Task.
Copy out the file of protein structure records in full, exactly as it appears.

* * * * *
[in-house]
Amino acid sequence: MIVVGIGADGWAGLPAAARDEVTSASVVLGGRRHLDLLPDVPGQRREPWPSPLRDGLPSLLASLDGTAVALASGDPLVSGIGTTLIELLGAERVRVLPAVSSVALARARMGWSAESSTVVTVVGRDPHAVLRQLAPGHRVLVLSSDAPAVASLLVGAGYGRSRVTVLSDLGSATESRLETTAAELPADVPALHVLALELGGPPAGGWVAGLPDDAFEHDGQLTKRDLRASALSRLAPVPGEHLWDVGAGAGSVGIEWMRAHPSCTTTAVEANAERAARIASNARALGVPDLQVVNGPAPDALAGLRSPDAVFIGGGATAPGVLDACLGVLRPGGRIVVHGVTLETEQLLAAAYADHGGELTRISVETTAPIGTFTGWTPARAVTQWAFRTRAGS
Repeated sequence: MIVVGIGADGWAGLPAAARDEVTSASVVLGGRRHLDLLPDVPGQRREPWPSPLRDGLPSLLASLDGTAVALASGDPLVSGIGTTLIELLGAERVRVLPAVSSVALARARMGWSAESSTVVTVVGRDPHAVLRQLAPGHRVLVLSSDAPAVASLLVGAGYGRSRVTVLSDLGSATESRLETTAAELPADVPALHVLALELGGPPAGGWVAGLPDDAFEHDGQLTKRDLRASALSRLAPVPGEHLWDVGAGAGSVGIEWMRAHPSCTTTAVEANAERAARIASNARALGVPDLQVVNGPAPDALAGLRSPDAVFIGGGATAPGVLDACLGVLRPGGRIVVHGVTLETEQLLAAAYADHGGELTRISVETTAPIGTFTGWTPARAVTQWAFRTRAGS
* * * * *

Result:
[in-house]
Amino acid sequence: MIVVGIGADGWAGLPAAARDEVTSASVVLGGRRHLDLLPDVPGQRREPWPSPLRDGLPSLLASLDGTAVALASGDPLVSGIGTTLIELLGAERVRVLPAVSSVALARARMGWSAESSTVVTVVGRDPHAVLRQLAPGHRVLVLSSDAPAVASLLVGAGYGRSRVTVLSDLGSATESRLETTAAELPADVPALHVLALELGGPPAGGWVAGLPDDAFEHDGQLTKRDLRASALSRLAPVPGEHLWDVGAGAGSVGIEWMRAHPSCTTTAVEANAERAARIASNARALGVPDLQVVNGPAPDALAGLRSPDAVFIGGGATAPGVLDACLGVLRPGGRIVVHGVTLETEQLLAAAYADHGGELTRISVETTAPIGTFTGWTPARAVTQWAFRTRAGS
Repeated sequence: MIVVGIGADGWAGLPAAARDEVTSASVVLGGRRHLDLLPDVPGQRREPWPSPLRDGLPSLLASLDGTAVALASGDPLVSGIGTTLIELLGAERVRVLPAVSSVALARARMGWSAESSTVVTVVGRDPHAVLRQLAPGHRVLVLSSDAPAVASLLVGAGYGRSRVTVLSDLGSATESRLETTAAELPADVPALHVLALELGGPPAGGWVAGLPDDAFEHDGQLTKRDLRASALSRLAPVPGEHLWDVGAGAGSVGIEWMRAHPSCTTTAVEANAERAARIASNARALGVPDLQVVNGPAPDALAGLRSPDAVFIGGGATAPGVLDACLGVLRPGGRIVVHGVTLETEQLLAAAYADHGGELTRISVETTAPIGTFTGWTPARAVTQWAFRTRAGS